Live Your Most Beautiful Life
Americans are experiencing an interesting "paradigm shift" when it comes to mentally digesting black beauty on a daily basis. For a long time, people simply have not known how to mentally process it. It used to be relegated to the outskirts of mainstream beauty, where you would have to search pretty hard to find any positive or sexy representations of black female beauty in any type of mainstream media. Today, Americans are increasingly exposed to black beauty with some of today's top beauty icons inundating their televisions, radios, magazines, and websites are black (just to name a few, Beyonce, Taraji Henson, Tyra Banks, Zoe Saldana, Gabrielle Union, Halle Berry and Paula Patton). You also have more and more non-black women craving the very features that many people consider to be "stereotypically black features," like curvier or "thicker" figures and more luscious-looking lips (in addition to the increased obsession with achieving warmer skin tones through new, creative ways to tan their skin).
That said, black women have come under an intense attack on their beauty, ranging from a deranged London School of Economics professor claiming to have scientific proof (with poorly conducted research) that black women are "not as attractive" as women in other races, and a media hurricane of reports about the "terrible" marriage rates among black women, compared to women of other groups (as if to suggest very little desirability of black women as a group). I don't buy the hype. I have travelled around the globe, and constantly hear people say, "Black women are so beautiful," and men of different races (both in America and abroad) have asked me out on dates. So what's the big deal in America? Considering America's continued struggle with race and racism (which is understandable, considering slavery did not end that long ago and politicians today are constantly trying to reinstate pre-Civil Rights era policies and institutions), many Americans simply don't know how to mentally digest a black woman's beauty.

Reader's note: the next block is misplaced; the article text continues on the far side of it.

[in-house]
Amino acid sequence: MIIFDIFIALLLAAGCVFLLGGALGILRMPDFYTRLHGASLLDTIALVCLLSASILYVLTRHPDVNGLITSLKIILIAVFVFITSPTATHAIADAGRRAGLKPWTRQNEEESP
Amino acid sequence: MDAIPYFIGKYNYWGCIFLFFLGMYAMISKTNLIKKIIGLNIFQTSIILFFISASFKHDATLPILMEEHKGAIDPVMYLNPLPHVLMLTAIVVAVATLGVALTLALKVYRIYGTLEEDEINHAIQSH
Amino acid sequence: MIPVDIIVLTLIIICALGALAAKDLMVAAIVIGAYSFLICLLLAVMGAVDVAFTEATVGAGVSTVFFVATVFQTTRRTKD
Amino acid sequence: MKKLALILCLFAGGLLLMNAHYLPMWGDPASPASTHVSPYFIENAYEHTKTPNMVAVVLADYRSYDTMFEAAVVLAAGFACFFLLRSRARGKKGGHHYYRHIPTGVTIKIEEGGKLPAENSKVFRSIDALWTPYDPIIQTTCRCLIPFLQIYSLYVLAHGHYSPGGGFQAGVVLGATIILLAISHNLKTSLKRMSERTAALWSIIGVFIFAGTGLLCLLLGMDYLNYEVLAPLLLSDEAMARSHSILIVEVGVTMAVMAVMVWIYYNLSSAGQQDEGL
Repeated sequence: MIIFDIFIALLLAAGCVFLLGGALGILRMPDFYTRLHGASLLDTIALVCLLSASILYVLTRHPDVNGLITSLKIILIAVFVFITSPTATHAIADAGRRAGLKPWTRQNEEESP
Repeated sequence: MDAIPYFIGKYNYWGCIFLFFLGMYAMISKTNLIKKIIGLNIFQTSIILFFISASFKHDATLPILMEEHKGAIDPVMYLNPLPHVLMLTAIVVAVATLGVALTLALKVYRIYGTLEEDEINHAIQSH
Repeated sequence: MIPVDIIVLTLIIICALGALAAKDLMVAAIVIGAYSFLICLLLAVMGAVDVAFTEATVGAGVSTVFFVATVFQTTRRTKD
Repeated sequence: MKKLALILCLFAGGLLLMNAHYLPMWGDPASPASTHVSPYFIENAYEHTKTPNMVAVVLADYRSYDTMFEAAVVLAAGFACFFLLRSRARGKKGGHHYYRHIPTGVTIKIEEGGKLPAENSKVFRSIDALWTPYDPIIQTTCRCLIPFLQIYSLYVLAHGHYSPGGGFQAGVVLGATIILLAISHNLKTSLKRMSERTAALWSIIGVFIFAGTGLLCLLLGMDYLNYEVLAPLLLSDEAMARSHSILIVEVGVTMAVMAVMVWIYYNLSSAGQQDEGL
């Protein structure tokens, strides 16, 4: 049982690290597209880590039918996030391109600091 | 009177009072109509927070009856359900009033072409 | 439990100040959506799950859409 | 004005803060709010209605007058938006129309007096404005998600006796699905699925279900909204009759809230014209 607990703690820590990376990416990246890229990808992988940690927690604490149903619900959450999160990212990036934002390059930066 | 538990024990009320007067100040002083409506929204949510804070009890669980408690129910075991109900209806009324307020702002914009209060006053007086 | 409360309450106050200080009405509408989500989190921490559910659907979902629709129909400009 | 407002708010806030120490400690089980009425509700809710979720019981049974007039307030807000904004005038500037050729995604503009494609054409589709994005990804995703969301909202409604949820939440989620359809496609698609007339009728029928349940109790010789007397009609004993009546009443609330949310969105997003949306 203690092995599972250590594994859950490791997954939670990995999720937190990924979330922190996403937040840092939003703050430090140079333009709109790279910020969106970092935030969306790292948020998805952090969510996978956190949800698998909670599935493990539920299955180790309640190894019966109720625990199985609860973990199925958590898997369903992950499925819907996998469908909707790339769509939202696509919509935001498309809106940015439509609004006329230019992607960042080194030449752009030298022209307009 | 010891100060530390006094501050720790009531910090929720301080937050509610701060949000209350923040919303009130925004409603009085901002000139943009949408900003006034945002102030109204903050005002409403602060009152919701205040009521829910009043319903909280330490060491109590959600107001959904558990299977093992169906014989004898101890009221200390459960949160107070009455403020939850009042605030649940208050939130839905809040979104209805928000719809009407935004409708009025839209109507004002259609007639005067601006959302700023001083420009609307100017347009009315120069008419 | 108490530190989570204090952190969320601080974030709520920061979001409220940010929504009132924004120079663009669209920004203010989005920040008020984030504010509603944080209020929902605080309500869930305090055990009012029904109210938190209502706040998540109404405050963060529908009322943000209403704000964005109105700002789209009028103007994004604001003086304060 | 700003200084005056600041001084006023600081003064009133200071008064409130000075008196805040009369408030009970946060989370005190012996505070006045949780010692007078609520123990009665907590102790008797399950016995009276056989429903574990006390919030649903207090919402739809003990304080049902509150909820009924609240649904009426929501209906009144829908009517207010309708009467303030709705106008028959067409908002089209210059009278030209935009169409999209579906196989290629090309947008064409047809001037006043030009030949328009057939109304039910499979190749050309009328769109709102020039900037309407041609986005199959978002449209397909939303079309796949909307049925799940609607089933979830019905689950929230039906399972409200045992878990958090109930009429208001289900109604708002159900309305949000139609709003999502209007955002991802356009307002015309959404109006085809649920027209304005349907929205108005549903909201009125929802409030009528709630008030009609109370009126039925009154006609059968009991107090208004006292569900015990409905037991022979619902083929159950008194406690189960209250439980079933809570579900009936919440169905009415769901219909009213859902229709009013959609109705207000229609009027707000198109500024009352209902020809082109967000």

There is a popular American saying that "black don't crack." If you've never heard of the saying, you either live under a rock, or you don't have any black friends. Either way, it is a popular saying that represents a widely-held opinion of many that black people appear to age slowly and they simply don't show their age. I personally take the saying as a compliment, but a white friend of mine clearly didn't when I told her about it. When I mentioned the saying in passing, she said, "What?! What does that mean? I've never heard of that." When I told her what it meant, she immediately huffed, "Well, that's not fair at all." The conversation ended with her pouting, and me quite puzzled. (A friend of mine even heard an older Asian woman explain to him, "I know people say that Asian women age well, but I am jealous of how well Black women age! I can never tell how old they are!")
When I think deeper about it, however, I shouldn't be all that puzzled. Non-black women invest hundreds of millions of dollars into the anti-aging beauty product industry, starting from their early 20s onward. (The latest anti-aging product hype inundating your television set is Cindy Crawford's "Meaningful Beauty," where she claims that a "special ageless melon-infused" product kept her looking 28 forever.) I know several non-black women who started having conversations about the best anti-aging eye cream to start buying in their early twenties, while I remained clueless about that segment of the beauty product market. I don't know any woman in my family (either immediate or extended) that ever used an anti-aging product. Through taking care of themselves and their skin, they continue to maintain timeless beauty, and they do not need to thank Cindy Crawford's "ageless melon" for it.